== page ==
At least three kinds of hypothesis may be invoked to interpret religious differentials in mortality. They are (i) hypotheses that refer to characteristics, (ii) those that refer to lifestyle, and (iii) those that refer to the social isolation of minorities. This paper tests all three kinds of hypothesis using data on urban child mortality from The Hague just before and during the demographic transition. A hazard analysis suggests that economic and demographic characteristics do not account for much of the variation by religion. An analysis of seasonal mortality suggests that some of the variation may be explained by differences in lifestyle. The third kind of hypothesis is presented here for the first time. We suggest that the social isolation of small religious groups lowered their exposure to certain kinds of infectious diseases. We use a simulation study to show that this hypothesis could account for part of the variation 
pp. 277-289   

Authors: Benjamin Davis, Guy Stecklov and Paul Winters
Title: Domestic and international migration from rural Mexico: Disaggregating the effects of network structure and composition

This article explores the role of migrant networks in Mexican rural out-migration, focusing on how network composition influences rural-to-rural, rural-to-urban, and rural-to-international migration. Using data from rural Mexico, migration is considered in a multiple-choice context that allows for the possibility that rural Mexicans can migrate within Mexico, for agricultural and non-agricultural employment, as well as to the United States. The use of disaggregated measures of migrant networks highlights the complexity of network effects on migration decisions. When modelling the migration choice with aggregate measures, US migrant networks appear more important than migrant networks in Mexico. Once networks are disaggregated, however, certain types of migrant networks in Mexico become very important in the decision to migrate within the country. Further, the impact of migrant networks on the decision to migrate varies with the closeness of the bond: the closer the bond, the greater the impact on the migration decision 
pp. 291-309

Authors: Eliya Msiyaphhazi Zulu, F. Nii-Amoo Dodoo and Alex Chika-Ezeh
Title: Sexual risk-taking in the slums of Nairobi, Kenya, 1993-98

Relatively less attention has been paid to reproductive health problems facing deprived urban residents than to those facing rural residents in sub-Saharan Africa. This is probably because the majority of Africans live in rural areas, where they are presumed to have poorer medical, educational, and other social services. Yet, the unprecedented rate of urbanization and the accompanying disproportionate growth in the proportion of poor city residents pose new challenges for health care in the region. This study examines differences in sexual behaviour between slum residents and non-slum residents in Nairobi city. The results show that slum residents start sexual intercourse at earlier ages, have more sexual partners, and are less likely than other city residents to know of or adopt preventive measures against contracting HIV/AIDS. The findings highlight the need to treat slum residents as a subpopulation uniquely vulnerable to reproductive health problems, and to expend more resources in slum settings. .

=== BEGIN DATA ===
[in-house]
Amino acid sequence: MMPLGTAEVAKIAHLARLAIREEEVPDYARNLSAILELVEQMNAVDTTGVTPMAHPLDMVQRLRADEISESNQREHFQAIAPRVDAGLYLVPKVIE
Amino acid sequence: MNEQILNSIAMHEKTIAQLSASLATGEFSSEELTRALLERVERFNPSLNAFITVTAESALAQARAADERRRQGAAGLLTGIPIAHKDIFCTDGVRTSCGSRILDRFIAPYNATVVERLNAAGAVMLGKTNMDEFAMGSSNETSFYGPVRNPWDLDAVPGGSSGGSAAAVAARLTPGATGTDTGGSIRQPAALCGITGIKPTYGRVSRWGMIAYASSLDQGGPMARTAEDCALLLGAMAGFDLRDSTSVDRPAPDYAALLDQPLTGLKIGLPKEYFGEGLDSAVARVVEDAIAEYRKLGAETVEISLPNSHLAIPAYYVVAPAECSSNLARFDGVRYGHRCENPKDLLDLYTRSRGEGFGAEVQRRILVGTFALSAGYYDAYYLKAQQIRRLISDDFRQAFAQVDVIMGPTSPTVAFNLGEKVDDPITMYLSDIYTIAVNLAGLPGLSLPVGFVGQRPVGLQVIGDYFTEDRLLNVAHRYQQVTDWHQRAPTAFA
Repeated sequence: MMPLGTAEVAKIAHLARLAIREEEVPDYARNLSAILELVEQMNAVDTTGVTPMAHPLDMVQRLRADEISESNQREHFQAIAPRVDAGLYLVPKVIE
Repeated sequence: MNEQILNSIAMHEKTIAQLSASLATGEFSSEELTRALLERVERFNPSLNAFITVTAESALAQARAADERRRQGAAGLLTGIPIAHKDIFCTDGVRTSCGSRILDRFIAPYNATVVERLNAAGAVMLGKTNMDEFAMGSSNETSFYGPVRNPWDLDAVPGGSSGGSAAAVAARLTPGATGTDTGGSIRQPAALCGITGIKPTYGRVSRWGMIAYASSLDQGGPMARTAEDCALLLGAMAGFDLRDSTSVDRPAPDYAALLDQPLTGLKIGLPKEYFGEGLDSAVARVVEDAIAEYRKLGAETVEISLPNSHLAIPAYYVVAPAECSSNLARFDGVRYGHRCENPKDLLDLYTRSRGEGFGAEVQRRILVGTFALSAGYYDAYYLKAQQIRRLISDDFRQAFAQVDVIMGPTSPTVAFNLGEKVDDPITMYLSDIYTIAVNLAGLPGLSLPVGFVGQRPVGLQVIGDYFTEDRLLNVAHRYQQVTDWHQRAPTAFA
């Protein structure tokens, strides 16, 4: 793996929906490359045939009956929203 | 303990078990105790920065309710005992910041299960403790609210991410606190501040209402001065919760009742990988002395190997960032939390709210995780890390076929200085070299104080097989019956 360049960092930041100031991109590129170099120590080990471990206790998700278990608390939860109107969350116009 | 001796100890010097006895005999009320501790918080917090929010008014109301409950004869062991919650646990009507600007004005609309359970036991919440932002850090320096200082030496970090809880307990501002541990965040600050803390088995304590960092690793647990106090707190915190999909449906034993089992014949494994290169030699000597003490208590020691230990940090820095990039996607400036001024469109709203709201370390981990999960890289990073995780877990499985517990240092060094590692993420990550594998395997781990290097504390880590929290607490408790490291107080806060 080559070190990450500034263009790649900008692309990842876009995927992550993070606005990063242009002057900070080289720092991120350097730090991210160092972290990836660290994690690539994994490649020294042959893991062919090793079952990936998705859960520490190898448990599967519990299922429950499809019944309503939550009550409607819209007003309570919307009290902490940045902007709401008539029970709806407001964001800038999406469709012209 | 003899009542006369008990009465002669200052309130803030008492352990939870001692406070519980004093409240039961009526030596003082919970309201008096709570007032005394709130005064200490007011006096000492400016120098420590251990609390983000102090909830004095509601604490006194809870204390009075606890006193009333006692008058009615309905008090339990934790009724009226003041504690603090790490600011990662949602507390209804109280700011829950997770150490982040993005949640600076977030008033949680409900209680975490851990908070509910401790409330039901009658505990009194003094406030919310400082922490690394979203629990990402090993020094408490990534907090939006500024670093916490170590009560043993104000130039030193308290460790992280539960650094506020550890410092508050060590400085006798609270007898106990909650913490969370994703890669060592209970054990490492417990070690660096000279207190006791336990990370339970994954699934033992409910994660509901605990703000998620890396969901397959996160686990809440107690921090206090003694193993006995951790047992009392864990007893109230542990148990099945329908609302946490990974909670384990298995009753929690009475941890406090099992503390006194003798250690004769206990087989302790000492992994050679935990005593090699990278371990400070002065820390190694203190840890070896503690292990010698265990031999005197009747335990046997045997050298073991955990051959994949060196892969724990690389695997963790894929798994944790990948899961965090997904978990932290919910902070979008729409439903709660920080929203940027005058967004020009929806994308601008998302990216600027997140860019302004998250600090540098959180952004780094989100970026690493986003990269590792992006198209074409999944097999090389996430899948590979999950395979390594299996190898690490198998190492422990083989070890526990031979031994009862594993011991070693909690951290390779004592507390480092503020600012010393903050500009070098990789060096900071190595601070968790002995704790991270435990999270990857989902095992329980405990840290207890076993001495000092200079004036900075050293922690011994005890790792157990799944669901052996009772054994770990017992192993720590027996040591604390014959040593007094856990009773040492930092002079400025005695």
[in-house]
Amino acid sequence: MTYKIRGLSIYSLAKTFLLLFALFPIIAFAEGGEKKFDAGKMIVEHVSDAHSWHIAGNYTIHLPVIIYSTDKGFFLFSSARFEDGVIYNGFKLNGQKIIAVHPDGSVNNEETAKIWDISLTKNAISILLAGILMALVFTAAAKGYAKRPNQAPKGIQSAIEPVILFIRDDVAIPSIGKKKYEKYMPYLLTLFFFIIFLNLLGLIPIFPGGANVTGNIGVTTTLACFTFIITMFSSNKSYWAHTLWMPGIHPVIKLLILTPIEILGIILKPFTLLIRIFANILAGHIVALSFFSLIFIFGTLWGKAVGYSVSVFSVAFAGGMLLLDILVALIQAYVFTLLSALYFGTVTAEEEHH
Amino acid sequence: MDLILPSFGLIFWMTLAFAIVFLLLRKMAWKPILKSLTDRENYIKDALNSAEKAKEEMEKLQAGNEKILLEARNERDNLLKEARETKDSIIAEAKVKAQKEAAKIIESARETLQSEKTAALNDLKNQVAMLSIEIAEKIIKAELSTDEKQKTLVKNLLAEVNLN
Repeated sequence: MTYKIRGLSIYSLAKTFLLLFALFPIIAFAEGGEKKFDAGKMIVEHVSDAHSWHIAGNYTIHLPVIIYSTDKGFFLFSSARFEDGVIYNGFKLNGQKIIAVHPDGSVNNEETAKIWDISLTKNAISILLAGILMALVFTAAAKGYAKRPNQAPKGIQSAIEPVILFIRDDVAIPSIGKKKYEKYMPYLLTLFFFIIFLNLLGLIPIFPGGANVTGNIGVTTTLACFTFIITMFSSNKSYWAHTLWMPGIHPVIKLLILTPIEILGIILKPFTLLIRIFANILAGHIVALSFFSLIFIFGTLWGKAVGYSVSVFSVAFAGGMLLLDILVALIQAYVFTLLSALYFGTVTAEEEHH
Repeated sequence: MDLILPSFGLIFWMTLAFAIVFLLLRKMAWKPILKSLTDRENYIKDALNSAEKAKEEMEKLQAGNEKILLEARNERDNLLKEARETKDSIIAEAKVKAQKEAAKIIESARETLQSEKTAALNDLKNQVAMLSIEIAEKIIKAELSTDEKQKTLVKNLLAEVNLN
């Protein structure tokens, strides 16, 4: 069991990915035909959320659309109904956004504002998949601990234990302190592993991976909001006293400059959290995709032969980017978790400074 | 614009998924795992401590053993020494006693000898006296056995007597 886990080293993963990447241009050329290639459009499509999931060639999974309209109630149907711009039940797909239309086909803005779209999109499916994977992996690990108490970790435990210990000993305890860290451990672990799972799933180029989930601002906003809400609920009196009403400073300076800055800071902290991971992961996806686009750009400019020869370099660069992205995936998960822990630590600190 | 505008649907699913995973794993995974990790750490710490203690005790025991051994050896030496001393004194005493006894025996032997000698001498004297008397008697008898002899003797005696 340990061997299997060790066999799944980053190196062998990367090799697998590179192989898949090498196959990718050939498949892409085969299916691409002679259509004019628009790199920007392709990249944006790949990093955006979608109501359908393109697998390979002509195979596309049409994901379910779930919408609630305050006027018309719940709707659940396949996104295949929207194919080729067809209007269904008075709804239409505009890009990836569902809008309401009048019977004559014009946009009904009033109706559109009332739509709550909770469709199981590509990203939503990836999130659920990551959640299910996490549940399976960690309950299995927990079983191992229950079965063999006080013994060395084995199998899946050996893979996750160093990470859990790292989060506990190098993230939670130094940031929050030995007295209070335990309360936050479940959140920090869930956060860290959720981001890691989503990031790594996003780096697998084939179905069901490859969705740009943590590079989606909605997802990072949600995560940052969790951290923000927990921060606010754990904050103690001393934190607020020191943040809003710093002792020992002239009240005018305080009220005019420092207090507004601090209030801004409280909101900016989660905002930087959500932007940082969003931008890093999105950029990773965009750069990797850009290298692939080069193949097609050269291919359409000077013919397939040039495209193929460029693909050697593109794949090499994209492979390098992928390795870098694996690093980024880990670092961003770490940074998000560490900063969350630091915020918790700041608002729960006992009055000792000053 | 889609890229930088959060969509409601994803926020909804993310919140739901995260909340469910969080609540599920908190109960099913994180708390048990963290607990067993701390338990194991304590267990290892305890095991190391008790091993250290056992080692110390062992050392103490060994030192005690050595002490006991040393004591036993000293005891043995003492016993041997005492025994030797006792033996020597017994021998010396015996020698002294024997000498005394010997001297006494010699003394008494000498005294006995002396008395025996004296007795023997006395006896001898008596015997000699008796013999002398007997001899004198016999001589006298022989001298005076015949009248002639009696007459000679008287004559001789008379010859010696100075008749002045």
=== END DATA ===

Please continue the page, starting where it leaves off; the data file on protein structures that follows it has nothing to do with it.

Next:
pp. 311-323

Authors: Heather Booth, John Maindonald and Len Smith
Title: Applying Lee-Carter under conditions of variable mortality decline

The Lee-Carter method of mortality forecasting assumes an invariant age component and most applications have adopted a linear time component. The use of the method with Australian data is compromised by significant departures from linearity in the time component and changes over time in the age component. We modify the method to adjust the time component to reproduce the age distribution of deaths, rather than total deaths, and to determine the optimal fitting period in order to address non-linearity in the time component. In the Australian case the modification has the added advantage that the assumption of invariance is better met. For Australian data, the modifications result in higher forecast life expectancy than the original Lee-Carter method and official projections, and a 50 per cent reduction in forecast error. The model is also expanded to take account of age-time interactions by incorporating additional terms, but these are not readily incorporated into forecasts.
pp. 325-336